Hilbert, in his famous Paris lecture of 1900, asked for a proof (it is Problem 15), which was given by Severi in 1912. Some remarkable counting results of Schubert were neglected for many years for their lack of rigour but recently many of them have been confirmed. In fact it appears that although the principal of conservation of the number as stated by Schubert was false, and counter-examples were given by Study, nevertheless Schubert knew exactly what he was doing and his use of the principal was always in cases where it is valid.
Schubert was editor of Sammlung Schubert, a series of textbooks. He wrote the first in the series Arithmetik und Algebra and a later book in the series on analysis Niedere Analysis. He edited a book of tables which contains sixteen numerical tables, including Briggsian and natural logarithms, addition and subtraction logarithms, trigonometric functions and mortality tables.
Given Schubert's outstanding mathematical contributions, it is natural to ask why he remained a school teacher and never became a university professor. Certainly it was not through lack of recognition for his contributions. Rather it was because he did not wish to move from Hamburg and turned down a number of offers of university positions. Although Hamburg had no university during the time that Schubert taught in the Andreanum, nevertheless it did have the Hamburg Mathematical Society, founded in 1690, the oldest mathematical society in the world which still exists today.
In addition to his research and textbook writing, Schubert was very interested in recreational mathematics and games, in particular chess and skat. He published the first edition of his book on recreational mathematics Mathematische Mussestunden in 1897. A second edition, by this time expanded to three volumes, appeared in 1900 and editions continued to be produced after his death so that the thirteenth edition (revised by J Erlebach) was published in 1967. In 1903 Mathematical Essays and Recreations translated into English by Thomas J McCormack was published. McCormack writes in the Translator's Note:-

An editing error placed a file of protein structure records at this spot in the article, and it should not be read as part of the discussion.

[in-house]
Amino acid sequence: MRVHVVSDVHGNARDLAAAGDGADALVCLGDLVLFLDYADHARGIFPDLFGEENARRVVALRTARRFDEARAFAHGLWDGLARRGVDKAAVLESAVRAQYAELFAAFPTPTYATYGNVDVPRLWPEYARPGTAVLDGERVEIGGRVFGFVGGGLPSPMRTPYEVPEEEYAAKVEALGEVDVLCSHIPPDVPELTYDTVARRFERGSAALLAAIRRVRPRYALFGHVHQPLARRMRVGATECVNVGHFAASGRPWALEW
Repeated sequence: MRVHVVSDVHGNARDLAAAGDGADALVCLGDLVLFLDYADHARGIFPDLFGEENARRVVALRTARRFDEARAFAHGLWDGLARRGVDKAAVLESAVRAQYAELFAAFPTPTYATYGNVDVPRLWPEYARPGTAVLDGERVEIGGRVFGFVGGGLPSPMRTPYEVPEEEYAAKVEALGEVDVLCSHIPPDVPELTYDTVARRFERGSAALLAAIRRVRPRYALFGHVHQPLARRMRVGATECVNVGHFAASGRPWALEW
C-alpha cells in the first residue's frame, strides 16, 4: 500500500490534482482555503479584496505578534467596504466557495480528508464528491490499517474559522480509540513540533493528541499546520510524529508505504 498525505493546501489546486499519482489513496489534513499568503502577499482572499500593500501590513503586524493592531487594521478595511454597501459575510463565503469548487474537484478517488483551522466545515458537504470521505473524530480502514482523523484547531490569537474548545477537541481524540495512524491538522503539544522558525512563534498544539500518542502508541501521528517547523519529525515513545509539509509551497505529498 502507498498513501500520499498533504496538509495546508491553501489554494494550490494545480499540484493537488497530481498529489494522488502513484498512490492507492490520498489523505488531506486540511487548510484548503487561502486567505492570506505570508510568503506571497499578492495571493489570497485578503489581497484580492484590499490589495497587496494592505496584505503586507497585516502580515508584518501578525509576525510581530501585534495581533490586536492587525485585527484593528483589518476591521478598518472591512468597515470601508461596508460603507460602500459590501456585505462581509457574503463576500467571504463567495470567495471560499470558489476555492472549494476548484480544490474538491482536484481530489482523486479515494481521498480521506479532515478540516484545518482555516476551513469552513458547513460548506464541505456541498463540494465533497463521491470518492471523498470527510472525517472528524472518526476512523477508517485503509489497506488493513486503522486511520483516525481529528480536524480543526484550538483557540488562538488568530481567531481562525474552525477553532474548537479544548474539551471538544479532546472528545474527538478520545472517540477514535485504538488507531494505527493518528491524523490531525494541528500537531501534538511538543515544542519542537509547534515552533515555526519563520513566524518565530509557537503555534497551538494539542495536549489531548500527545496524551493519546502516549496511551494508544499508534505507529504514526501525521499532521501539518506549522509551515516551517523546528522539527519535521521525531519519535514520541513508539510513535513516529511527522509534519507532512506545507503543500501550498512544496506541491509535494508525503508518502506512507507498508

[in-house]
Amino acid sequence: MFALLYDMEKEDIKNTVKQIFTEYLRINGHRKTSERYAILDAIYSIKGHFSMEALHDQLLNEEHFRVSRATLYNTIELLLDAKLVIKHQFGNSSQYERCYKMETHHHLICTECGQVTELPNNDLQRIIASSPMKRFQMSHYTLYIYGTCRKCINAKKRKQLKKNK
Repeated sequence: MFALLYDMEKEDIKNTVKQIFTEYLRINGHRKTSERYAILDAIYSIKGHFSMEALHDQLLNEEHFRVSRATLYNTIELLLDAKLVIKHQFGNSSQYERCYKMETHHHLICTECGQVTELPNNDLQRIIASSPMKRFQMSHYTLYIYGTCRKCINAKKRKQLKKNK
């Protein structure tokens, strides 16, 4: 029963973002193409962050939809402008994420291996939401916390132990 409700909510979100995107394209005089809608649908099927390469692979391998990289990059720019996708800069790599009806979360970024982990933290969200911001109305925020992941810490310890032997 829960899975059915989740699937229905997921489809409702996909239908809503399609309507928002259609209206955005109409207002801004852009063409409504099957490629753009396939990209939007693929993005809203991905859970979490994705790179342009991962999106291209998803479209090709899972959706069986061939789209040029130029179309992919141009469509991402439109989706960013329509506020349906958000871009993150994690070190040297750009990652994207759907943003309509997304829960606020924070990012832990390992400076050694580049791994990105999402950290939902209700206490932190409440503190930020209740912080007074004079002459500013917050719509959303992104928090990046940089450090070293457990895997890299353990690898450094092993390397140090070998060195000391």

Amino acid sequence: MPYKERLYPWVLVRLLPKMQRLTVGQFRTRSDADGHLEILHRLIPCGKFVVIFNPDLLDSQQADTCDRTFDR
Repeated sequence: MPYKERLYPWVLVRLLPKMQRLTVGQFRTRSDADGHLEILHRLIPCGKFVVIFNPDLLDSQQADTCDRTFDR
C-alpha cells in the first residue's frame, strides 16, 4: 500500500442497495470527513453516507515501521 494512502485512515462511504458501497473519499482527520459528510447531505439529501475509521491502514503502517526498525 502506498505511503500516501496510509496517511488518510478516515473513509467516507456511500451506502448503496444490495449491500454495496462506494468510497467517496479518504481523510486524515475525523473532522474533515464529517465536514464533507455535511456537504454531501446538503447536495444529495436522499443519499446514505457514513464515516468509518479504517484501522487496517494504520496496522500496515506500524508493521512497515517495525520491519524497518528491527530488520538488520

The essays and recreations constituting this volume are by one of the foremost mathematicians and text-book writers of Germany. The monistic construction of arithmetic, the systematic and organic development of all its consequences from a few thoroughly established principles, is quite foreign to the general run of American and English elementary text-books, and the first three essays of Professor Schubert will, therefore, from a logical and aesthetic side, be full of suggestions for elementary mathematical teachers and students, as well as for non-mathematical readers. For the actual detailed development of the system of arithmetic here sketched, we may refer the reader to Professor Schubert's volume Arithmetik und Algebra ...
The remaining essays on "Magic squares", "The fourth dimension", and "The history of squaring the circle", will be found to be the most complete generally accessible accounts in English, and to have, one and all, a distinct educational and ethical lesson.
In all these essays, which are of a simple and popular character, and designed for the general public, Professor Schubert has incorporated much of his original research.
We should note that Frege was highly critical of Schubert's approach to numbers. He wrote Über die Zahlen des Herrn H Schubert (1899) which is a bitter satire with little or no scientific impact although it is very witty in places. Frege's article is a negative, sarcastic and a very destructive attack on Schubert's article.
Article by: J J O'Connor and E F Robertson